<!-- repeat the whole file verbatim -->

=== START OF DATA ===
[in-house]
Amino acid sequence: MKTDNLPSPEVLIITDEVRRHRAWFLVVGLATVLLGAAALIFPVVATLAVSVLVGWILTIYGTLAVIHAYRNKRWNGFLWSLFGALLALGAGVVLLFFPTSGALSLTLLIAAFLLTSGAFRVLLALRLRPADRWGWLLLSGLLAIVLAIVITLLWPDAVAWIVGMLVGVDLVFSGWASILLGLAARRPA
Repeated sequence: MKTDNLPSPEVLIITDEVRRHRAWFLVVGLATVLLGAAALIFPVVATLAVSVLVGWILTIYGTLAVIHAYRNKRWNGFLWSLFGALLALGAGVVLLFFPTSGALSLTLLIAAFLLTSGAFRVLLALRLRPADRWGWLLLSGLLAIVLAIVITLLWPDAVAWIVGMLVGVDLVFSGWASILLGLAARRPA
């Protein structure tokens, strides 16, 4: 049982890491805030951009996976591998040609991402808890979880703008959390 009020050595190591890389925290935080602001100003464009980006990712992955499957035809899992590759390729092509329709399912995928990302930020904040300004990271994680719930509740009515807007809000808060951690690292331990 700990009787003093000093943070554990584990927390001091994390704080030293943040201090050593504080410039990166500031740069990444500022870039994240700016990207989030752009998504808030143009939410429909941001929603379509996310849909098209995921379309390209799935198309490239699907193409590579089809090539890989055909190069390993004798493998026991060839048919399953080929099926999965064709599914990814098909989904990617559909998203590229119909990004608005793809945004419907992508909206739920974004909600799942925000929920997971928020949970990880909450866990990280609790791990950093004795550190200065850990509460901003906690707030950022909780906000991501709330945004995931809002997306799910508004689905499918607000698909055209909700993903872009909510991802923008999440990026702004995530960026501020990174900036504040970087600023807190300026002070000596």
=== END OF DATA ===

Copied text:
[in-house]
Amino acid sequence: MKTDNLPSPEVLIITDEVRRHRAWFLVVGLATVLLGAAALIFPVVATLAVSVLVGWILTIYGTLAVIHAYRNKRWNGFLWSLFGALLALGAGVVLLFFPTSGALSLTLLIAAFLLTSGAFRVLLALRLRPADRWGWLLLSGLLAIVLAIVITLLWPDAVAWIVGMLVGVDLVFSGWASILLGLAARRPA
Repeated sequence: MKTDNLPSPEVLIITDEVRRHRAWFLVVGLATVLLGAAALIFPVVATLAVSVLVGWILTIYGTLAVIHAYRNKRWNGFLWSLFGALLALGAGVVLLFFPTSGALSLTLLIAAFLLTSGAFRVLLALRLRPADRWGWLLLSGLLAIVLAIVITLLWPDAVAWIVGMLVGVDLVFSGWASILLGLAARRPA
């Protein structure tokens, strides 16, 4: 049982890491805030951009996976591998040609991402808890979880703008959390 009020050595190591890389925290935080602001100003464009980006990712992955499957035809899992590759390729092509329709399912995928990302930020904040300004990271994680719930509740009515807007809000808060951690690292331990 700990009787003093000093943070554990584990927390001091994390704080030293943040201090050593504080410039990166500031740069990444500022870039994240700016990207989030752009998504808030143009939410429909941001929603379509996310849909098209995921379309390209799935198309490239699907193409590579089809090539890989055909190069390993004798493998026991060839048919399953080929099926999965064709599914990814098909989904990617559909998203590229119909990004608005793809945004419907992508909206739920974004909600799942925000929920997971928020949970990880909450866990990280609790791990950093004795550190200065850990509460901003906690707030950022909780906000991501709330945004995931809002997306799910508004689905499918607000698909055209909700993903872009909510991802923008999440990026702004995530960026501020990174900036504040970087600023807190300026002070000596």